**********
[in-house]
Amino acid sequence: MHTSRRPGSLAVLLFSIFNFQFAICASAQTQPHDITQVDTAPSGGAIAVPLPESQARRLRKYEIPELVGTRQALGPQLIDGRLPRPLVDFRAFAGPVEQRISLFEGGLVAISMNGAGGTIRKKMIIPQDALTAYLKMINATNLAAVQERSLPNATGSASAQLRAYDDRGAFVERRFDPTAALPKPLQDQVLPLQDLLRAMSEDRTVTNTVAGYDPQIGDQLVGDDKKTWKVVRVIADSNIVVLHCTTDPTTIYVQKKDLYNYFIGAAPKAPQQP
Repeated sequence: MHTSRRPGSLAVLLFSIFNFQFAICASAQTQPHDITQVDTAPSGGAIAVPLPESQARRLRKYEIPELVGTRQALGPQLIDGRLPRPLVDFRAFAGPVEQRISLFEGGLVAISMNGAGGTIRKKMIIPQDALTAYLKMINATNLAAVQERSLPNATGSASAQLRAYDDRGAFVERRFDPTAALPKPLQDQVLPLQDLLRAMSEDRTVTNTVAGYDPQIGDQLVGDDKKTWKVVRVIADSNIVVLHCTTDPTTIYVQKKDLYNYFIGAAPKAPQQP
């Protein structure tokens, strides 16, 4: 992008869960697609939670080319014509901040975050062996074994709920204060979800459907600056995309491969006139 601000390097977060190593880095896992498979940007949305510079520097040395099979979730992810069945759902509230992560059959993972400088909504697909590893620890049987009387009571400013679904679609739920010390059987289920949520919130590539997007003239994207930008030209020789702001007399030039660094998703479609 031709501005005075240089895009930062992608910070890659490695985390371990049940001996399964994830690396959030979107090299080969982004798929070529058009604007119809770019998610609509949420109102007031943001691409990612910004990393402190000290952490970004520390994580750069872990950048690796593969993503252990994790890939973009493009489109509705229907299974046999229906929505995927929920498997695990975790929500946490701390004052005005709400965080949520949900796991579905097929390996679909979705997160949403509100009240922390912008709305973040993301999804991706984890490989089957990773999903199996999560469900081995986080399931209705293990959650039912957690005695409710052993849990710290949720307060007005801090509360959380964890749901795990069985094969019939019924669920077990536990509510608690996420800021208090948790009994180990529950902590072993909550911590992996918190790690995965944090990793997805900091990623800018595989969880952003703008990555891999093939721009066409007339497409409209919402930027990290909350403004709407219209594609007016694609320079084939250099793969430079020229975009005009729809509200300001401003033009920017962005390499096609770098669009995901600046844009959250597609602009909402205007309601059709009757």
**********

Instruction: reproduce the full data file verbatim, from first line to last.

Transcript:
[in-house]
Amino acid sequence: MHTSRRPGSLAVLLFSIFNFQFAICASAQTQPHDITQVDTAPSGGAIAVPLPESQARRLRKYEIPELVGTRQALGPQLIDGRLPRPLVDFRAFAGPVEQRISLFEGGLVAISMNGAGGTIRKKMIIPQDALTAYLKMINATNLAAVQERSLPNATGSASAQLRAYDDRGAFVERRFDPTAALPKPLQDQVLPLQDLLRAMSEDRTVTNTVAGYDPQIGDQLVGDDKKTWKVVRVIADSNIVVLHCTTDPTTIYVQKKDLYNYFIGAAPKAPQQP
Repeated sequence: MHTSRRPGSLAVLLFSIFNFQFAICASAQTQPHDITQVDTAPSGGAIAVPLPESQARRLRKYEIPELVGTRQALGPQLIDGRLPRPLVDFRAFAGPVEQRISLFEGGLVAISMNGAGGTIRKKMIIPQDALTAYLKMINATNLAAVQERSLPNATGSASAQLRAYDDRGAFVERRFDPTAALPKPLQDQVLPLQDLLRAMSEDRTVTNTVAGYDPQIGDQLVGDDKKTWKVVRVIADSNIVVLHCTTDPTTIYVQKKDLYNYFIGAAPKAPQQP
């Protein structure tokens, strides 16, 4: 992008869960697609939670080319014509901040975050062996074994709920204060979800459907600056995309491969006139 601000390097977060190593880095896992498979940007949305510079520097040395099979979730992810069945759902509230992560059959993972400088909504697909590893620890049987009387009571400013679904679609739920010390059987289920949520919130590539997007003239994207930008030209020789702001007399030039660094998703479609 031709501005005075240089895009930062992608910070890659490695985390371990049940001996399964994830690396959030979107090299080969982004798929070529058009604007119809770019998610609509949420109102007031943001691409990612910004990393402190000290952490970004520390994580750069872990950048690796593969993503252990994790890939973009493009489109509705229907299974046999229906929505995927929920498997695990975790929500946490701390004052005005709400965080949520949900796991579905097929390996679909979705997160949403509100009240922390912008709305973040993301999804991706984890490989089957990773999903199996999560469900081995986080399931209705293990959650039912957690005695409710052993849990710290949720307060007005801090509360959380964890749901795990069985094969019939019924669920077990536990509510608690996420800021208090948790009994180990529950902590072993909550911590992996918190790690995965944090990793997805900091990623800018595989969880952003703008990555891999093939721009066409007339497409409209919402930027990290909350403004709407219209594609007016694609320079084939250099793969430079020229975009005009729809509200300001401003033009920017962005390499096609770098669009995901600046844009959250597609602009909402205007309601059709009757």